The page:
The congressional overhaul of No Child Left Behind is four years overdue, but now that a bipartisan bill has passed the Senate Health, Labor, Education and Pensions Committee, we wish it would go away. Instead of replacing rigid goals with more sensible ones, it would do away with almost all goals for the vast majority of schools. With the vast majority of the nation’s schools on target to be declared failures, even though many were falling short in very minor ways, the accountability movement was on the verge of collapsing. And if the Harkin-Enzi bill becomes law without the addition of some meaningful standards, that’s more or less what will happen.
  • Small Elections Drawing Big Money In Some States
    Just this year, there have been high stakes local-level elections in Colorado, Texas and New Jersey. In all of these races, there are important issues at stake like school vouchers, evolution and school assignment. Those issues are making little elections very important, says William Howell, the Sidney Stein Professor in American politics at the University of Chicago.
  • Overhaul of school policy in jeopardy
    Key lawmakers and educators are growing increasingly pessimistic that a massive overhaul of federal school policy can get through Congress before the 2012 election-year battles could doom the hopes for major bipartisan legislation.
  • AFT Union Spreading Wealth around the Globe
    In the midst of all the wreckage, one group has emerged completely unscathed: the leaders of the American Federation of Teachers. The fat cats at the AFT are living large – dare I say like the 1%? But there are thousands of teachers across the country who have no choice but to financially support the union as a condition of their employment. They are just the “host” that the parasitic union leadership feeds off of. The “peons” can labor in the classroom, while Weingarten and her ilk live large in Vegas.
  • Are Public School Teachers Underpaid?
    Teachers should be paid fair market wages, but the current system prevents teachers from being rewarded based on their performance. Research shows that teacher quality is one of the most important factors in increasing student achievement. Effective teachers should be handsomely rewarded for the impact they are having on a child’s education. By reforming compensation policies in a way that accounts for the abilities of great teachers to improve student outcomes, we will ensure excellent teachers are richly compensated, and mediocre teachers have a strong incentive to improve.
  • Non-Union Teacher Groups Grow as NEA Numbers Shrink
    The National Education Association’s active membership decreased by approximately 100,000 members in the 2011-2012 school year. While the NEA remains the most visible and powerful teachers union, over the past few years several new efforts have emerged nationally, giving teachers an alternative voice in policy while educating them about professional, non-union options. When able, many teachers choose an alternative organization with national membership, such as the Association of American Educators. “In order for the teaching profession to really be elevated to an academic profession, it is going to have to embrace some different reforms.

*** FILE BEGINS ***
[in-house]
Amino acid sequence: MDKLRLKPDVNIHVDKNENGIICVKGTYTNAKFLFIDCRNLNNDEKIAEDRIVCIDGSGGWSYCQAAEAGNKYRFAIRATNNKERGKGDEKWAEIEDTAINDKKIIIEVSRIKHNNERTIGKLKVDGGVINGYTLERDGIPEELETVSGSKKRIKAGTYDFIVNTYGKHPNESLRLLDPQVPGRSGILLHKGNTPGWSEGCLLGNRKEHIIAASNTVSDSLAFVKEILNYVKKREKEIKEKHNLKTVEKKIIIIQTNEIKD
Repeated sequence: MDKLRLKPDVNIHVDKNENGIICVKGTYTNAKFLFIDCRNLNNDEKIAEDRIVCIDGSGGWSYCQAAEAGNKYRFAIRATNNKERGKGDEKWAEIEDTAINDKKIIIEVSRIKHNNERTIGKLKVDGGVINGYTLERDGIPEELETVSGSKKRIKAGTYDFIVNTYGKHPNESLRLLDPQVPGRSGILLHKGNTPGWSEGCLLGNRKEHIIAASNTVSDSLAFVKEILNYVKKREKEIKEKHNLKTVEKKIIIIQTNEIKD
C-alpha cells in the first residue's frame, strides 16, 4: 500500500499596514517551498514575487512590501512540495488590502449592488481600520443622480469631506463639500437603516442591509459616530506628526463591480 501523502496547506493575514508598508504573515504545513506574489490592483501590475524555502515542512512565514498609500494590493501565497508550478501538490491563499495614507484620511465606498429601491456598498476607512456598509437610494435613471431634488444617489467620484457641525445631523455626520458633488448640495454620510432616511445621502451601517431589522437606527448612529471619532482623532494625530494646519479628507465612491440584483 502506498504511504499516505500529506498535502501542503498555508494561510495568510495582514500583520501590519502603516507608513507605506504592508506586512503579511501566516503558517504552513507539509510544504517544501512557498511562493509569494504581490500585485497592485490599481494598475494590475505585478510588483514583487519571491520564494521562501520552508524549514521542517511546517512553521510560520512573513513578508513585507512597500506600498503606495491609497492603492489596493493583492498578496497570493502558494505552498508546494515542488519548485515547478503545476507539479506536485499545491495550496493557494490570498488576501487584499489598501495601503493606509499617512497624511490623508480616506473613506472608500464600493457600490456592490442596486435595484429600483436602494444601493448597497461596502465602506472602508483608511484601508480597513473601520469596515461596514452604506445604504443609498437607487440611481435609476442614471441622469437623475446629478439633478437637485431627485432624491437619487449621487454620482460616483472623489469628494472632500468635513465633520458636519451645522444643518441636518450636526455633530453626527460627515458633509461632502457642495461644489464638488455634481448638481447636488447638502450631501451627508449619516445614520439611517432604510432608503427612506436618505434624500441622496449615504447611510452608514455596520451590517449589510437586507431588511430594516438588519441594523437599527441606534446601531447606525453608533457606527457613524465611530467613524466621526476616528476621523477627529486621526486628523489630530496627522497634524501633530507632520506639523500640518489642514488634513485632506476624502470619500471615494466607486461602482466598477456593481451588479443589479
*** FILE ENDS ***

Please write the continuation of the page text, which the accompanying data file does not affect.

• Voucher system would democratize Tennessee schools
    In the four Tennessee school districts where students would get vouchers, one in five students does not graduate from high school. At most, half the students in any grade and any subject rate “proficient” on state tests, on average, and this has been true for years. And comparing Tennessee achievement tests with the independent National Assessment of Educational Progress, the measure of “proficiency” actually ranks “below basic.” It’s hard to imagine taxpayers really want to continue funding expensive public schools when they could get better results for less money.
  • Nation’s Report Card shows state has long way to go to improve education
    “We have an educational emergency,” Ralph Schulz, president and CEO of the Nashville Area Chamber of Commerce, said. “These results underline the urgency of pressing forward with the necessary reforms. If we’re going to ensure the future economic prosperity of our state, we can’t go back — we have to step up.”
  • Memphis, Shelby County schools collaborate ahead of merger
    Although MCS and SCS remain separate districts operating autonomously for this school year and next, they are already identifying areas where it makes sense to combine efforts. With the impending merger, MCS and SCS put together a committee and agreed on a protocol for joint textbook adoption.
  • Where Are the Parent Power Activists, Senator Harkin?
    Given the lack of real effort on this front, Harkin and Enzi could at least  used the hearing as an opportunity to open up this conversation and even consider adding such provisions on the Senate floor whenever the law finally is brought before the full body. Hopefully, by the end of today, their staffs will put at least Parent Power activist on the testimony list. If it doesn’t happen, the silence of these voices will speak volumes — and not in a good way.